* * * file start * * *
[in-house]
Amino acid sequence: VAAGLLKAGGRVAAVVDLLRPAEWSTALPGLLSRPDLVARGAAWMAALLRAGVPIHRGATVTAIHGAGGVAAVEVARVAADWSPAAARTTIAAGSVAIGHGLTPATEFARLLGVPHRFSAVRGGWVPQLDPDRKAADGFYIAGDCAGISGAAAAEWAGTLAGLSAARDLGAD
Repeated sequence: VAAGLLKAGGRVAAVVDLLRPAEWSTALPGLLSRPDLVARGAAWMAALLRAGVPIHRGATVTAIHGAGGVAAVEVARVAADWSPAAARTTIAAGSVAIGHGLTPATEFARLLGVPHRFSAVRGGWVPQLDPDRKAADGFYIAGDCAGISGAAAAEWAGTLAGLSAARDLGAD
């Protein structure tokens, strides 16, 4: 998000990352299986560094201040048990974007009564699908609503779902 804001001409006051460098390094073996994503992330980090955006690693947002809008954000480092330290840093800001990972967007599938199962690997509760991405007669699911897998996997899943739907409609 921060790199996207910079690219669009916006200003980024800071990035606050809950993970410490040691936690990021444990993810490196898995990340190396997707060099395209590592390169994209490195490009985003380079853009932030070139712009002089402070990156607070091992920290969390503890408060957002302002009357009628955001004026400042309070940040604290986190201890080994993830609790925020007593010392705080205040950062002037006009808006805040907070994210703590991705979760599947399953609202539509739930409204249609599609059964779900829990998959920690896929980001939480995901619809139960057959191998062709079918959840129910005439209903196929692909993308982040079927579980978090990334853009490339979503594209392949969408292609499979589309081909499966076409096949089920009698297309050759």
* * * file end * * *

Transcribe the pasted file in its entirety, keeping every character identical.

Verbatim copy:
[in-house]
Amino acid sequence: VAAGLLKAGGRVAAVVDLLRPAEWSTALPGLLSRPDLVARGAAWMAALLRAGVPIHRGATVTAIHGAGGVAAVEVARVAADWSPAAARTTIAAGSVAIGHGLTPATEFARLLGVPHRFSAVRGGWVPQLDPDRKAADGFYIAGDCAGISGAAAAEWAGTLAGLSAARDLGAD
Repeated sequence: VAAGLLKAGGRVAAVVDLLRPAEWSTALPGLLSRPDLVARGAAWMAALLRAGVPIHRGATVTAIHGAGGVAAVEVARVAADWSPAAARTTIAAGSVAIGHGLTPATEFARLLGVPHRFSAVRGGWVPQLDPDRKAADGFYIAGDCAGISGAAAAEWAGTLAGLSAARDLGAD
């Protein structure tokens, strides 16, 4: 998000990352299986560094201040048990974007009564699908609503779902 804001001409006051460098390094073996994503992330980090955006690693947002809008954000480092330290840093800001990972967007599938199962690997509760991405007669699911897998996997899943739907409609 921060790199996207910079690219669009916006200003980024800071990035606050809950993970410490040691936690990021444990993810490196898995990340190396997707060099395209590592390169994209490195490009985003380079853009932030070139712009002089402070990156607070091992920290969390503890408060957002302002009357009628955001004026400042309070940040604290986190201890080994993830609790925020007593010392705080205040950062002037006009808006805040907070994210703590991705979760599947399953609202539509739930409204249609599609059964779900829990998959920690896929980001939480995901619809139960057959191998062709079918959840129910005439209903196929692909993308982040079927579980978090990334853009490339979503594209392949969408292609499979589309081909499966076409096949089920009698297309050759």